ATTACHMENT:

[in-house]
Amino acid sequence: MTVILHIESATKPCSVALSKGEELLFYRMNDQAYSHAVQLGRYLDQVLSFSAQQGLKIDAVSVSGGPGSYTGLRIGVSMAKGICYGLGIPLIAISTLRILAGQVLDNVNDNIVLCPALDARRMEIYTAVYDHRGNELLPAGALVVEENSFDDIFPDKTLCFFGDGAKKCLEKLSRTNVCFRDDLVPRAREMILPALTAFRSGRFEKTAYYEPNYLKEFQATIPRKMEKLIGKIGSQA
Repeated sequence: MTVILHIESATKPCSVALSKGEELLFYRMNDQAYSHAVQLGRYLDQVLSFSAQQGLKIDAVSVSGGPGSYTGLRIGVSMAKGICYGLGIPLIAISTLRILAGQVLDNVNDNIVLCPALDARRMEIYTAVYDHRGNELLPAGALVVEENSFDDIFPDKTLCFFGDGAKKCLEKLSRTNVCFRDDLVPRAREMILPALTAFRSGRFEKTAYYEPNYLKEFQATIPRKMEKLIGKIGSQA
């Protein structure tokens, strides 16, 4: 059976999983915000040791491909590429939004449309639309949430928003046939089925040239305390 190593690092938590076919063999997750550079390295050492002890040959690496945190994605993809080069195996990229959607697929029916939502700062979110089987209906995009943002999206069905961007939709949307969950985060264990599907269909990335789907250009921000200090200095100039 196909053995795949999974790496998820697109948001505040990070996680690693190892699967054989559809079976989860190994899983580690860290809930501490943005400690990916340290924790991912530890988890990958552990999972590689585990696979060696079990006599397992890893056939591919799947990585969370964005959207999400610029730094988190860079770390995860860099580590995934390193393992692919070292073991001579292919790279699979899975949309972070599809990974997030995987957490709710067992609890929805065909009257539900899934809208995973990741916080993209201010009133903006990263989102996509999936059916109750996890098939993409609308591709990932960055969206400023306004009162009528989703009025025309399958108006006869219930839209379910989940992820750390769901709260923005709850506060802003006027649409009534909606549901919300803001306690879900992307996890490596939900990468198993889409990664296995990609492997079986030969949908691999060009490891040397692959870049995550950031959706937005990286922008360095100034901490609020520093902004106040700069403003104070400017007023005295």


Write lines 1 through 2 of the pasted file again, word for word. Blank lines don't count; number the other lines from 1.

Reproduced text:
[in-house]
Amino acid sequence: MTVILHIESATKPCSVALSKGEELLFYRMNDQAYSHAVQLGRYLDQVLSFSAQQGLKIDAVSVSGGPGSYTGLRIGVSMAKGICYGLGIPLIAISTLRILAGQVLDNVNDNIVLCPALDARRMEIYTAVYDHRGNELLPAGALVVEENSFDDIFPDKTLCFFGDGAKKCLEKLSRTNVCFRDDLVPRAREMILPALTAFRSGRFEKTAYYEPNYLKEFQATIPRKMEKLIGKIGSQA